Genetically modified organisms in our food supply should be a concern for people in all age groups. In a recent survey, the issue of genetically modifying the food supply was named one of the top stories influencing behavior in Americans under 40. It’s also one of the most important food stories that most mainstream media outlets simply aren’t representing accurately.
What the survey reveals is that under-40 Americans really don’t care about the ridiculous claims that biotech has made – that GMOs will ‘feed the world’ (because they won’t) or help the blind see (as in the claim made of golden rice) but how GMOs will affect their personal health.
These under 40-year olds are concerned enough about genetically modified organisms that they are willing to change their eating habits to avoid them. They are seeking out non-GMO and organic foods. They aren’t giving up on GMO labeling, either, because how else will they know what they are eating?
The survey has some great slides that explain people’s concerns more fully here. They include:
- Food news is most important to millennials –more important than other news stories.
- Among the top food news of interest is the decimation of the bees, GMOs, the effects of eating sugar, and the California draught.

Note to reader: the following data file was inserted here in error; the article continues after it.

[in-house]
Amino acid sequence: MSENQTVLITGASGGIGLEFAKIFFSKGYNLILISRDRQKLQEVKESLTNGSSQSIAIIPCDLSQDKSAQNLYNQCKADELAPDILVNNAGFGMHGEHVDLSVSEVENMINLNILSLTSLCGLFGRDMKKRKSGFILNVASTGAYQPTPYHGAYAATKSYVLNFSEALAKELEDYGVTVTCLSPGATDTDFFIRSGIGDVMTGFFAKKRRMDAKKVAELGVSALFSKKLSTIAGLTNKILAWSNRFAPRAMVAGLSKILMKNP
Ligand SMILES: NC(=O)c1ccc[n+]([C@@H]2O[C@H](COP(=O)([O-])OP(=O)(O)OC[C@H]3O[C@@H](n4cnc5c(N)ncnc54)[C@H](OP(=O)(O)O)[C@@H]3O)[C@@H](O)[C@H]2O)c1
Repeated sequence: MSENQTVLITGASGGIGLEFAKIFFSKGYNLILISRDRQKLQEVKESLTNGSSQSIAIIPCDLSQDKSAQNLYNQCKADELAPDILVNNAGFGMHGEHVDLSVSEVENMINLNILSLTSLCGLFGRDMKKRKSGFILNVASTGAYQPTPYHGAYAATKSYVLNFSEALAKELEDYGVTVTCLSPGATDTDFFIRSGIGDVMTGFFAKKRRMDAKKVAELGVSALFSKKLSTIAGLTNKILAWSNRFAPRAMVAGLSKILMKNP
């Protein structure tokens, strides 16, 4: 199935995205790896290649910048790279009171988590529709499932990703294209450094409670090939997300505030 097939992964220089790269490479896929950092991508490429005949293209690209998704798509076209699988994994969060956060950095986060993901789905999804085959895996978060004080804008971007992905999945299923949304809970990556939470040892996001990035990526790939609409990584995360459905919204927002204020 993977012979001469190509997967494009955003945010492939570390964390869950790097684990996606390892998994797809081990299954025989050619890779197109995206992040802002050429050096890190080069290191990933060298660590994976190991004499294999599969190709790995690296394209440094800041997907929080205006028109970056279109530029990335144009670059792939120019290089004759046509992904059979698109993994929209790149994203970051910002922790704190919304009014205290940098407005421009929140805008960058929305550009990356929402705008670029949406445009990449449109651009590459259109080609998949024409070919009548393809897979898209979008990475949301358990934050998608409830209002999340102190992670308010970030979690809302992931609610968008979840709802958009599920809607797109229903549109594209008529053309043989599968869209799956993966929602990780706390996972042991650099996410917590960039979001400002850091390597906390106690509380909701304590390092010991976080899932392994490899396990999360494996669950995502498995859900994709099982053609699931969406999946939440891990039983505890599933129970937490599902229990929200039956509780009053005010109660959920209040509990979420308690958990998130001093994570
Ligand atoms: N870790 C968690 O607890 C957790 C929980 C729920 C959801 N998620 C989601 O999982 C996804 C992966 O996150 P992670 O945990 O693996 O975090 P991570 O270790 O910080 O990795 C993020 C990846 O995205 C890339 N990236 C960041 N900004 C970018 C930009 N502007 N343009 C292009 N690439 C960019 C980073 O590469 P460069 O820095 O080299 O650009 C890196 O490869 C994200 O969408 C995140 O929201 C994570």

- Those under 40 pay attention to GMO studies and other news more than any other generation, including baby boomers and Gen-Xers.
For the food companies and biotech bullies who thought they could just sweep GMO news under the rug because they were dealing with a generation of apathetic drones – they are dead wrong.
The fear if GMOs is also signified by the huge growth in organic food sales. Over 20,000 stores now offer organic food products. A report has shown that in 2012, more than $28.4 million was spent on healthful organic food, and that number has grown since the report published such findings.
According to Nutrition Business Journal, organic food sales will reach a startling $35 billion this year. For those of us who don’t take our health for granted, this is just the beginning of a food revolution.
The topic isn’t going away, and as more studies come out proving the detrimental effects of GMO all the time, you can bet that those under 40 – a huge share of the food-buying market – are paying attention.
This article originally appeared at Natural Society.